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Japanese Man Enters Plea in Santa Fe Attack


Associated Press
       SANTA FE — A guilty plea has been entered by a Japanese man accused of attacking an Englishman speaking on "thought transference" during an international conference.
    Kazuki Hirano, 34, of Yokohama pleaded guilty Friday to a charge of aggravated battery with a deadly weapon.
    In exchange for the plea, prosecutors recommended that he be sentenced to three years' probation. Prosecutors also agreed not to object to his deportation to Japan.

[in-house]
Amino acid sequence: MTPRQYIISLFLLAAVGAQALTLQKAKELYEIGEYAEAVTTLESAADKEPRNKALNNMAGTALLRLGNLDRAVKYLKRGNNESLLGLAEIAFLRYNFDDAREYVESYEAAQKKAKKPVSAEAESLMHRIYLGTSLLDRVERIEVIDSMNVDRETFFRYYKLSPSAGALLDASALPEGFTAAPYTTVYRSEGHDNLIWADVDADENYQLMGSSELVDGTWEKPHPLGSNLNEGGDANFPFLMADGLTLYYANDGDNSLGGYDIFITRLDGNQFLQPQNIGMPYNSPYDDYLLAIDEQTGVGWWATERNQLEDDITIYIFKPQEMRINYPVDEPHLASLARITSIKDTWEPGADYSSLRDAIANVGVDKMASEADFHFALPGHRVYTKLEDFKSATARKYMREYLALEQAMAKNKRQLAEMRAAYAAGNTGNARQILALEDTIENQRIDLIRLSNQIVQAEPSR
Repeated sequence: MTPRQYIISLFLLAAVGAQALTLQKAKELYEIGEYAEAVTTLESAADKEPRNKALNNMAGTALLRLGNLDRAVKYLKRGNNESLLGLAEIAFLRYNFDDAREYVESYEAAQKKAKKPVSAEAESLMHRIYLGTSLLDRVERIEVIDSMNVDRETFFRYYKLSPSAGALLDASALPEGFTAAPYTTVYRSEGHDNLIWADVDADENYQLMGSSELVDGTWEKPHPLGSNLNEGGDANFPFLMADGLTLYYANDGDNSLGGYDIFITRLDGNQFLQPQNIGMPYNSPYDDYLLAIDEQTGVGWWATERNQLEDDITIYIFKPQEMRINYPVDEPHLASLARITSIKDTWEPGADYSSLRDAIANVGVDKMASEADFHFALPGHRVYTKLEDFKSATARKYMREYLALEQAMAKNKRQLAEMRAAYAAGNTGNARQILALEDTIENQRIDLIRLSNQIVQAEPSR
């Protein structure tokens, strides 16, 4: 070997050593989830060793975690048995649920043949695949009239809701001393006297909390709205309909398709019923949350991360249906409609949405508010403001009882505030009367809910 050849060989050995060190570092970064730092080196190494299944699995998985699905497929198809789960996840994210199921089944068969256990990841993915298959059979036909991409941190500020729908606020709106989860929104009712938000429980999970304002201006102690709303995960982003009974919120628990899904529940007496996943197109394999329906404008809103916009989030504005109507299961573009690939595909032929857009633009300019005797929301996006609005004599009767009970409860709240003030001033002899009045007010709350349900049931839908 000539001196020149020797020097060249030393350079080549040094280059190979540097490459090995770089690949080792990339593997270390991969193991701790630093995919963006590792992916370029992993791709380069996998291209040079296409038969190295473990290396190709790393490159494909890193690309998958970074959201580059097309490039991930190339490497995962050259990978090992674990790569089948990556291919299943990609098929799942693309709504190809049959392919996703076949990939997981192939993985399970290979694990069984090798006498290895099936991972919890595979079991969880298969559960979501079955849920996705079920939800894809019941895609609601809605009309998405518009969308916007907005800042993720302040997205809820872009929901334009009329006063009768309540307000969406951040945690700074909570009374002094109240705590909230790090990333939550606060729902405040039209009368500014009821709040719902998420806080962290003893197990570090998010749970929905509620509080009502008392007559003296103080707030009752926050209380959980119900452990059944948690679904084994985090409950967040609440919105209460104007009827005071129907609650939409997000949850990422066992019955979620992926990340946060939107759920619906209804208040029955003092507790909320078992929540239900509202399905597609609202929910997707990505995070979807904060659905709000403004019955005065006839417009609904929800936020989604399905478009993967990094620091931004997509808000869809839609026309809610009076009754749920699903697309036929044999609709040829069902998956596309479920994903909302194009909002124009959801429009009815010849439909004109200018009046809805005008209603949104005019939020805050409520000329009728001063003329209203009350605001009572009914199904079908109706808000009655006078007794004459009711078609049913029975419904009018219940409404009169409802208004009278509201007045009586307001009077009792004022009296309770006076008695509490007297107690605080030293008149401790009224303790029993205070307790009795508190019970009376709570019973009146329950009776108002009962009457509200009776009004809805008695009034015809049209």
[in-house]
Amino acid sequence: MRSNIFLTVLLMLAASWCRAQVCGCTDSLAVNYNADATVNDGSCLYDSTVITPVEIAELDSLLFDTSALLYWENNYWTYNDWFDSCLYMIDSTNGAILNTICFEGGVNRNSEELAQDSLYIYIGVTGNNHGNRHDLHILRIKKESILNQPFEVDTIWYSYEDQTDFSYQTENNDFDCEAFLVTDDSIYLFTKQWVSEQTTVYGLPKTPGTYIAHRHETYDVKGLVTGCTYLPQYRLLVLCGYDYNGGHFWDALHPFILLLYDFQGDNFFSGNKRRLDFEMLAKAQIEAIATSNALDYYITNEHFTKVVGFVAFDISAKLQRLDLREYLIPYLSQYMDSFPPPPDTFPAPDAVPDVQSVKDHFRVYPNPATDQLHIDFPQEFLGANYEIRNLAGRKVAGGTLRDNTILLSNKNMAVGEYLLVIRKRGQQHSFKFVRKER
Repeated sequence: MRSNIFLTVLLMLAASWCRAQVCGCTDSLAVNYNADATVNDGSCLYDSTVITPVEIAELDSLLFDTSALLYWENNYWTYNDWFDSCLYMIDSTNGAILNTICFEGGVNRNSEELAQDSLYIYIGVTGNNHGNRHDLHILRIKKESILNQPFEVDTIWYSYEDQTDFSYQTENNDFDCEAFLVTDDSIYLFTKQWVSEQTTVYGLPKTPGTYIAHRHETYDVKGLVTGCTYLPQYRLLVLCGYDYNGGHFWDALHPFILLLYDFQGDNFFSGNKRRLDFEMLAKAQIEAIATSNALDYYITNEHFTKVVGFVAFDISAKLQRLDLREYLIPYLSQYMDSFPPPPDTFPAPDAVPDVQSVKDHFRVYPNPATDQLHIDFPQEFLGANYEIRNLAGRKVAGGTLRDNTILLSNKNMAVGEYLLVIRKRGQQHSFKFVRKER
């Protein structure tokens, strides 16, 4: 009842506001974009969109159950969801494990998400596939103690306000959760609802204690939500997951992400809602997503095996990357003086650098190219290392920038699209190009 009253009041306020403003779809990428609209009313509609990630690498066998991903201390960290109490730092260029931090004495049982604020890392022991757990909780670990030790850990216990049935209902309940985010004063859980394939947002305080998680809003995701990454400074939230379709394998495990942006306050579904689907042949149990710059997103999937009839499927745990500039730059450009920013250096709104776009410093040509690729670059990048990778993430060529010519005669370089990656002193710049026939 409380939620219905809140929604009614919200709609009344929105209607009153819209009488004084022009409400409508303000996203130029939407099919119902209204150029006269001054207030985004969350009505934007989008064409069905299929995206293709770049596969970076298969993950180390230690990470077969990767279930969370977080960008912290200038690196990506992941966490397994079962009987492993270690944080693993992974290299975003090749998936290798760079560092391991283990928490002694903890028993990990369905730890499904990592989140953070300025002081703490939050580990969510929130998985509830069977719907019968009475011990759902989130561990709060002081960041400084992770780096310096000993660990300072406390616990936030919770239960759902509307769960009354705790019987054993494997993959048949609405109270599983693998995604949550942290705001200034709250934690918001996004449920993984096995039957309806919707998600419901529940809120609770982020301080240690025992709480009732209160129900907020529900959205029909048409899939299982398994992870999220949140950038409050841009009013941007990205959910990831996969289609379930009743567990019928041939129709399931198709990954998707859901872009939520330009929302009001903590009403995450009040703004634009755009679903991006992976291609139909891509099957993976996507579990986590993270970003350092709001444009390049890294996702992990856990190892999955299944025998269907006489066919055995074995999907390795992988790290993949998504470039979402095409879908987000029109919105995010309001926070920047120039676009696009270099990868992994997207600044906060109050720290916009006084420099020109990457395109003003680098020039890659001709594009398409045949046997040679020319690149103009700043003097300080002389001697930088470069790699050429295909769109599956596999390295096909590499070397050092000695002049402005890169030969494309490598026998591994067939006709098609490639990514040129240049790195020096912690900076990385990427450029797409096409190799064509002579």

State District Judge Michael Vigil has scheduled sentencing for Sept. 12.
    Rupert Sheldrake, a biologist known for his theories on mental telepathy, was stabbed in the left thigh on April 2 during the 10th International Conference on Science and Consciousness at a Santa Fe hotel.
    Sheldrake had said that Hirano had told him the day before that he heard voices and thought people were trying to communicate with him telepathically.
    Hirano has said he believed Sheldrake was controlling his thoughts.
    Hirano said Friday that he suffers from depression and is taking an antidepressant.
    Hirano was in the United States legally when he stabbed Sheldrake, who was attacked when he finished speaking on "Memory and Morphic Resonance," prosecutor Joseph Campbell said.
    Hirano's visa has since lapsed, Campbell said.


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